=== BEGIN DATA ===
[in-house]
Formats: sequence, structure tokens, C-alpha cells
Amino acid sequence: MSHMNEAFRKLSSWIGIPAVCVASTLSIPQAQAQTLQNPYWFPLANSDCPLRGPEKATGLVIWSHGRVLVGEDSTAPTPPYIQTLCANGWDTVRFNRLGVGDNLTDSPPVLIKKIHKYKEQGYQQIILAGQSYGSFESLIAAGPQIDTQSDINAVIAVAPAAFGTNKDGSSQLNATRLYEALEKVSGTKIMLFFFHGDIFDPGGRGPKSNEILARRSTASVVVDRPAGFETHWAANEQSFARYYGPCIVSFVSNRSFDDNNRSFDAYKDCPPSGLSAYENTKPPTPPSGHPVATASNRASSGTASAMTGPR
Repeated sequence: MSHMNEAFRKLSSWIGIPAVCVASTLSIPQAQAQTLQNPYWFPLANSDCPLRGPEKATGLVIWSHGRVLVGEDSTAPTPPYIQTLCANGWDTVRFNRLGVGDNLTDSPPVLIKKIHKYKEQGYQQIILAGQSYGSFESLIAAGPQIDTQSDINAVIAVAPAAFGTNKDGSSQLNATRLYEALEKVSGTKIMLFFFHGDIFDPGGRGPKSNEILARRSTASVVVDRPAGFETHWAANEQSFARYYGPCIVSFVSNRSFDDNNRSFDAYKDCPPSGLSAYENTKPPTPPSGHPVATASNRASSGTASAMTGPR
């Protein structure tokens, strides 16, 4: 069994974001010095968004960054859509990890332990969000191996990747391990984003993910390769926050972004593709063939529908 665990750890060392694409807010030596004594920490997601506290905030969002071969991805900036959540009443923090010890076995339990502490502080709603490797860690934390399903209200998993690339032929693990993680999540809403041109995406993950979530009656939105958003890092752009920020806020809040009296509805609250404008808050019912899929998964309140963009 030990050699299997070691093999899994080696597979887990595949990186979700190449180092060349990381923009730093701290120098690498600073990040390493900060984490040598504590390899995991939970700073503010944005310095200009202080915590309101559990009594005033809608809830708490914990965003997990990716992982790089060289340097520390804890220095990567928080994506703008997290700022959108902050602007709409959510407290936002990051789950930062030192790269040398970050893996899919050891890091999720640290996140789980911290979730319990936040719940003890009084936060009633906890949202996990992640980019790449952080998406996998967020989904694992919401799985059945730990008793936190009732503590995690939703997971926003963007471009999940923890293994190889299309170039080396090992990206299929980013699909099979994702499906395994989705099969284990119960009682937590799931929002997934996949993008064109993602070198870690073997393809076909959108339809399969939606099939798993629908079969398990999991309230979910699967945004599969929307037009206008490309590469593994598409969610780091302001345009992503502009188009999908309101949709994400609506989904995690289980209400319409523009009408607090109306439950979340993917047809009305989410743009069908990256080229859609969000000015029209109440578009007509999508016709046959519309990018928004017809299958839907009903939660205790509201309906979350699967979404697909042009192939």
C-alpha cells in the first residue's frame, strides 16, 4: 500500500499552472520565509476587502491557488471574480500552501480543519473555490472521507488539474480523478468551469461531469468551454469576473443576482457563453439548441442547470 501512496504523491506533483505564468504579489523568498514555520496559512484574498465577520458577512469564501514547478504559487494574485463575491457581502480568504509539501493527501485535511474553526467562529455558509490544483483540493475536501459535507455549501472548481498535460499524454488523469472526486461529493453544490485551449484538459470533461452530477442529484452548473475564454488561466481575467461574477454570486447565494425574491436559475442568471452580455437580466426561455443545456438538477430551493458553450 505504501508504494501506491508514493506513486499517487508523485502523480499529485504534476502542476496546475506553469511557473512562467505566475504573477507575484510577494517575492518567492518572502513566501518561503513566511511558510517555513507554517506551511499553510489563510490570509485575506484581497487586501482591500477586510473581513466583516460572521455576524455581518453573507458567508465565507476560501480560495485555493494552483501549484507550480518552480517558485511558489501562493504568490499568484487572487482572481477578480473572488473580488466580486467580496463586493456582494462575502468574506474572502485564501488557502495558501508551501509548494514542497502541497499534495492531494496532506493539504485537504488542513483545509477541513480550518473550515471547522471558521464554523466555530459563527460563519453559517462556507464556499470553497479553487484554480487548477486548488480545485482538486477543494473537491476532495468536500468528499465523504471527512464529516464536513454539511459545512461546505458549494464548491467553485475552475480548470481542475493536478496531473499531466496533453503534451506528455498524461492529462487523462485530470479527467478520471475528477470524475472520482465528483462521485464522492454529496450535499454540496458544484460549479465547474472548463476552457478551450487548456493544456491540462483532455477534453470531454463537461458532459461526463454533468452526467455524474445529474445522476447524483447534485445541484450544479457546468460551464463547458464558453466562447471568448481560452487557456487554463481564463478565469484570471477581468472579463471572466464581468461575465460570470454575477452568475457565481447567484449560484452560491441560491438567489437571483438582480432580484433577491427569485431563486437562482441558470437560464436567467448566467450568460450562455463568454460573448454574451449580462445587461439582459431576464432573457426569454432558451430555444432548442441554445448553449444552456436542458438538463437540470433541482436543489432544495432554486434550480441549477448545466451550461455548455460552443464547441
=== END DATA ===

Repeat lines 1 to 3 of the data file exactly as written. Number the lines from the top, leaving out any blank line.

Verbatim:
[in-house]
Formats: sequence, structure tokens, C-alpha cells
Amino acid sequence: MSHMNEAFRKLSSWIGIPAVCVASTLSIPQAQAQTLQNPYWFPLANSDCPLRGPEKATGLVIWSHGRVLVGEDSTAPTPPYIQTLCANGWDTVRFNRLGVGDNLTDSPPVLIKKIHKYKEQGYQQIILAGQSYGSFESLIAAGPQIDTQSDINAVIAVAPAAFGTNKDGSSQLNATRLYEALEKVSGTKIMLFFFHGDIFDPGGRGPKSNEILARRSTASVVVDRPAGFETHWAANEQSFARYYGPCIVSFVSNRSFDDNNRSFDAYKDCPPSGLSAYENTKPPTPPSGHPVATASNRASSGTASAMTGPR